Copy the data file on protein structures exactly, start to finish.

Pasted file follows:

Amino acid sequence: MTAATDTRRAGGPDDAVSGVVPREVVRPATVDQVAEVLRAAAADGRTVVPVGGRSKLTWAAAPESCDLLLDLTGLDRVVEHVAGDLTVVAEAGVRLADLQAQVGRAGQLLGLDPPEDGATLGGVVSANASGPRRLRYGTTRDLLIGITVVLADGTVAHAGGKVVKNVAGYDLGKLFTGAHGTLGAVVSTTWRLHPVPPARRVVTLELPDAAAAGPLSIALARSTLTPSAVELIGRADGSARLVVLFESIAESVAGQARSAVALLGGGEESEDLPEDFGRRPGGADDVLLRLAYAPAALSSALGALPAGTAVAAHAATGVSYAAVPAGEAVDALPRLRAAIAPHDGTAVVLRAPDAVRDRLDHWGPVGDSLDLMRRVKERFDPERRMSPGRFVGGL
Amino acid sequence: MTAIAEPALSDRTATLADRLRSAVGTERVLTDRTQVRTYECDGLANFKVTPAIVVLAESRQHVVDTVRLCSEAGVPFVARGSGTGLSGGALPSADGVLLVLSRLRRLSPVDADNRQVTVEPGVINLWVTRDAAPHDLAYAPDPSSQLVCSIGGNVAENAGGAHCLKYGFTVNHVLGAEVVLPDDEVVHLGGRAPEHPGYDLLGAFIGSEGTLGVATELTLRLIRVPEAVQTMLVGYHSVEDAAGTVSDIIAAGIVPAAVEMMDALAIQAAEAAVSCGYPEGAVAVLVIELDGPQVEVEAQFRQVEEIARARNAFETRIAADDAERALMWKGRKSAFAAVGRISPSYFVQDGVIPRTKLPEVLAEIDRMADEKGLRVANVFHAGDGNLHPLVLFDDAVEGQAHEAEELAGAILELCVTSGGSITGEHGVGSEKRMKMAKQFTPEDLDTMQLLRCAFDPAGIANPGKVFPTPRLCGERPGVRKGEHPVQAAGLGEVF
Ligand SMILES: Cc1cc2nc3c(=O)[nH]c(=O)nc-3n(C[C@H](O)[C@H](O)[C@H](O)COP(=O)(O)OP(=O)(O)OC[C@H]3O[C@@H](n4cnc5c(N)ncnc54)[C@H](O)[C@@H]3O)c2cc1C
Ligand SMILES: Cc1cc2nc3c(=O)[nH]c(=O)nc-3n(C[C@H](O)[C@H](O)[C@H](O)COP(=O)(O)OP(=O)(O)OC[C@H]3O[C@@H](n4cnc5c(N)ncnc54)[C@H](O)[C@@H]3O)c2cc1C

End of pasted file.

Amino acid sequence: MTAATDTRRAGGPDDAVSGVVPREVVRPATVDQVAEVLRAAAADGRTVVPVGGRSKLTWAAAPESCDLLLDLTGLDRVVEHVAGDLTVVAEAGVRLADLQAQVGRAGQLLGLDPPEDGATLGGVVSANASGPRRLRYGTTRDLLIGITVVLADGTVAHAGGKVVKNVAGYDLGKLFTGAHGTLGAVVSTTWRLHPVPPARRVVTLELPDAAAAGPLSIALARSTLTPSAVELIGRADGSARLVVLFESIAESVAGQARSAVALLGGGEESEDLPEDFGRRPGGADDVLLRLAYAPAALSSALGALPAGTAVAAHAATGVSYAAVPAGEAVDALPRLRAAIAPHDGTAVVLRAPDAVRDRLDHWGPVGDSLDLMRRVKERFDPERRMSPGRFVGGL
Amino acid sequence: MTAIAEPALSDRTATLADRLRSAVGTERVLTDRTQVRTYECDGLANFKVTPAIVVLAESRQHVVDTVRLCSEAGVPFVARGSGTGLSGGALPSADGVLLVLSRLRRLSPVDADNRQVTVEPGVINLWVTRDAAPHDLAYAPDPSSQLVCSIGGNVAENAGGAHCLKYGFTVNHVLGAEVVLPDDEVVHLGGRAPEHPGYDLLGAFIGSEGTLGVATELTLRLIRVPEAVQTMLVGYHSVEDAAGTVSDIIAAGIVPAAVEMMDALAIQAAEAAVSCGYPEGAVAVLVIELDGPQVEVEAQFRQVEEIARARNAFETRIAADDAERALMWKGRKSAFAAVGRISPSYFVQDGVIPRTKLPEVLAEIDRMADEKGLRVANVFHAGDGNLHPLVLFDDAVEGQAHEAEELAGAILELCVTSGGSITGEHGVGSEKRMKMAKQFTPEDLDTMQLLRCAFDPAGIANPGKVFPTPRLCGERPGVRKGEHPVQAAGLGEVF
Ligand SMILES: Cc1cc2nc3c(=O)[nH]c(=O)nc-3n(C[C@H](O)[C@H](O)[C@H](O)COP(=O)(O)OP(=O)(O)OC[C@H]3O[C@@H](n4cnc5c(N)ncnc54)[C@H](O)[C@@H]3O)c2cc1C
Ligand SMILES: Cc1cc2nc3c(=O)[nH]c(=O)nc-3n(C[C@H](O)[C@H](O)[C@H](O)COP(=O)(O)OP(=O)(O)OC[C@H]3O[C@@H](n4cnc5c(N)ncnc54)[C@H](O)[C@@H]3O)c2cc1C